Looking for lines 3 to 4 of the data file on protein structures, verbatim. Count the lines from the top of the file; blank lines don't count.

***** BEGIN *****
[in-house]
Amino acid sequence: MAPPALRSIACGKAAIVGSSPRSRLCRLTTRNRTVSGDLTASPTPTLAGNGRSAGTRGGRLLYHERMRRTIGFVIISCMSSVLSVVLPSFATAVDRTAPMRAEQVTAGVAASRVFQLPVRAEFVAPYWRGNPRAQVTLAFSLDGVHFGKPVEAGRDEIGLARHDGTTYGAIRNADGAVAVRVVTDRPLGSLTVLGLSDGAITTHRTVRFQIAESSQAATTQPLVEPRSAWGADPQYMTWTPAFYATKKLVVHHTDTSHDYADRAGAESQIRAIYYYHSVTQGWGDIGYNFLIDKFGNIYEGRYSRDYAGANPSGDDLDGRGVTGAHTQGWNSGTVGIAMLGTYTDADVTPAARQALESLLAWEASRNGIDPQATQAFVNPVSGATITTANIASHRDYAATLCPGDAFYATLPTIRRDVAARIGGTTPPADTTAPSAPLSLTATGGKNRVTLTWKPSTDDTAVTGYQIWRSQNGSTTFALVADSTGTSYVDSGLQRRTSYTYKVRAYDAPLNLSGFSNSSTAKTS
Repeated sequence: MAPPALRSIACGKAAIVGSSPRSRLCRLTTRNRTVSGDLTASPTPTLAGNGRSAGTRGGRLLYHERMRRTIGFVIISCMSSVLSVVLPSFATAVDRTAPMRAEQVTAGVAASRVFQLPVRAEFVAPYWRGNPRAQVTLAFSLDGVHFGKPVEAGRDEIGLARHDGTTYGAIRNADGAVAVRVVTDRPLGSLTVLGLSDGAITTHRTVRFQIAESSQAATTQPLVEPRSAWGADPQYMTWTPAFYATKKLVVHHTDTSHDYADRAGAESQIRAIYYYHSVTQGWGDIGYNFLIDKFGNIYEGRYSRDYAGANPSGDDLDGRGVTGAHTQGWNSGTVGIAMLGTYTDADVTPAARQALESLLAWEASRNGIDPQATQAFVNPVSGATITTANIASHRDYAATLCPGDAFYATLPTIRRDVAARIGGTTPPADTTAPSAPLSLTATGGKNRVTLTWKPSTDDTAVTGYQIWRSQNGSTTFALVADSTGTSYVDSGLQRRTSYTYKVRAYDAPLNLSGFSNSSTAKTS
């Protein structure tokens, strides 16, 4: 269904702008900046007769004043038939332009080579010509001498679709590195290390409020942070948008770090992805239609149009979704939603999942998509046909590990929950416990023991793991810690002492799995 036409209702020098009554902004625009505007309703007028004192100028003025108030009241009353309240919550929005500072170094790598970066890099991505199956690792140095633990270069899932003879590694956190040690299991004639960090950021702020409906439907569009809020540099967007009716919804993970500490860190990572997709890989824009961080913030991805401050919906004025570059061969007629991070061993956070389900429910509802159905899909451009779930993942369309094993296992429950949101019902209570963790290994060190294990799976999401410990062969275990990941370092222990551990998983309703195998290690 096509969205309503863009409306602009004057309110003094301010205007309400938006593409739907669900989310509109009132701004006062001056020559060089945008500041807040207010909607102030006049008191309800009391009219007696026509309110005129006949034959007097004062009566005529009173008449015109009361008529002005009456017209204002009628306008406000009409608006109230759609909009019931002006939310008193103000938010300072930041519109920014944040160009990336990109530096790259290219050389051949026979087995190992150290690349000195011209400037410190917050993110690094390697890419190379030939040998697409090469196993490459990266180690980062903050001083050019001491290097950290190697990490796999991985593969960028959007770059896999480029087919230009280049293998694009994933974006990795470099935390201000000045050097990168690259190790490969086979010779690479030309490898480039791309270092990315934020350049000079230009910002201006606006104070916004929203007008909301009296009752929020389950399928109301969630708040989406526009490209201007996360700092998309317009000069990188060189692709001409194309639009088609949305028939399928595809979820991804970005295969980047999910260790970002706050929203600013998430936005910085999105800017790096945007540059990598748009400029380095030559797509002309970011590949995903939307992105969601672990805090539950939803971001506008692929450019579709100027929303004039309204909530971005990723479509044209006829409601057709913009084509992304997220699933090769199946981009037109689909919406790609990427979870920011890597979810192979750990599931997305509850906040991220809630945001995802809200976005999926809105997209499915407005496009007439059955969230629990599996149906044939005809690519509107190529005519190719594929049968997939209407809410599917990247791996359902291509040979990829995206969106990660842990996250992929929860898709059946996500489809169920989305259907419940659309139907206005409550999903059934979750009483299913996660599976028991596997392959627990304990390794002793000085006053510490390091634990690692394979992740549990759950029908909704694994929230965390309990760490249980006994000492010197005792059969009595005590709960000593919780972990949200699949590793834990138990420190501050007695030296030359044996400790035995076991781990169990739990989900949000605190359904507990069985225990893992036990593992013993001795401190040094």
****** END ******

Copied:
Repeated sequence: MAPPALRSIACGKAAIVGSSPRSRLCRLTTRNRTVSGDLTASPTPTLAGNGRSAGTRGGRLLYHERMRRTIGFVIISCMSSVLSVVLPSFATAVDRTAPMRAEQVTAGVAASRVFQLPVRAEFVAPYWRGNPRAQVTLAFSLDGVHFGKPVEAGRDEIGLARHDGTTYGAIRNADGAVAVRVVTDRPLGSLTVLGLSDGAITTHRTVRFQIAESSQAATTQPLVEPRSAWGADPQYMTWTPAFYATKKLVVHHTDTSHDYADRAGAESQIRAIYYYHSVTQGWGDIGYNFLIDKFGNIYEGRYSRDYAGANPSGDDLDGRGVTGAHTQGWNSGTVGIAMLGTYTDADVTPAARQALESLLAWEASRNGIDPQATQAFVNPVSGATITTANIASHRDYAATLCPGDAFYATLPTIRRDVAARIGGTTPPADTTAPSAPLSLTATGGKNRVTLTWKPSTDDTAVTGYQIWRSQNGSTTFALVADSTGTSYVDSGLQRRTSYTYKVRAYDAPLNLSGFSNSSTAKTS
């Protein structure tokens, strides 16, 4: 269904702008900046007769004043038939332009080579010509001498679709590195290390409020942070948008770090992805239609149009979704939603999942998509046909590990929950416990023991793991810690002492799995 036409209702020098009554902004625009505007309703007028004192100028003025108030009241009353309240919550929005500072170094790598970066890099991505199956690792140095633990270069899932003879590694956190040690299991004639960090950021702020409906439907569009809020540099967007009716919804993970500490860190990572997709890989824009961080913030991805401050919906004025570059061969007629991070061993956070389900429910509802159905899909451009779930993942369309094993296992429950949101019902209570963790290994060190294990799976999401410990062969275990990941370092222990551990998983309703195998290690 096509969205309503863009409306602009004057309110003094301010205007309400938006593409739907669900989310509109009132701004006062001056020559060089945008500041807040207010909607102030006049008191309800009391009219007696026509309110005129006949034959007097004062009566005529009173008449015109009361008529002005009456017209204002009628306008406000009409608006109230759609909009019931002006939310008193103000938010300072930041519109920014944040160009990336990109530096790259290219050389051949026979087995190992150290690349000195011209400037410190917050993110690094390697890419190379030939040998697409090469196993490459990266180690980062903050001083050019001491290097950290190697990490796999991985593969960028959007770059896999480029087919230009280049293998694009994933974006990795470099935390201000000045050097990168690259190790490969086979010779690479030309490898480039791309270092990315934020350049000079230009910002201006606006104070916004929203007008909301009296009752929020389950399928109301969630708040989406526009490209201007996360700092998309317009000069990188060189692709001409194309639009088609949305028939399928595809979820991804970005295969980047999910260790970002706050929203600013998430936005910085999105800017790096945007540059990598748009400029380095030559797509002309970011590949995903939307992105969601672990805090539950939803971001506008692929450019579709100027929303004039309204909530971005990723479509044209006829409601057709913009084509992304997220699933090769199946981009037109689909919406790609990427979870920011890597979810192979750990599931997305509850906040991220809630945001995802809200976005999926809105997209499915407005496009007439059955969230629990599996149906044939005809690519509107190529005519190719594929049968997939209407809410599917990247791996359902291509040979990829995206969106990660842990996250992929929860898709059946996500489809169920989305259907419940659309139907206005409550999903059934979750009483299913996660599976028991596997392959627990304990390794002793000085006053510490390091634990690692394979992740549990759950029908909704694994929230965390309990760490249980006994000492010197005792059969009595005590709960000593919780972990949200699949590793834990138990420190501050007695030296030359044996400790035995076991781990169990739990989900949000605190359904507990069985225990893992036990593992013993001795401190040094």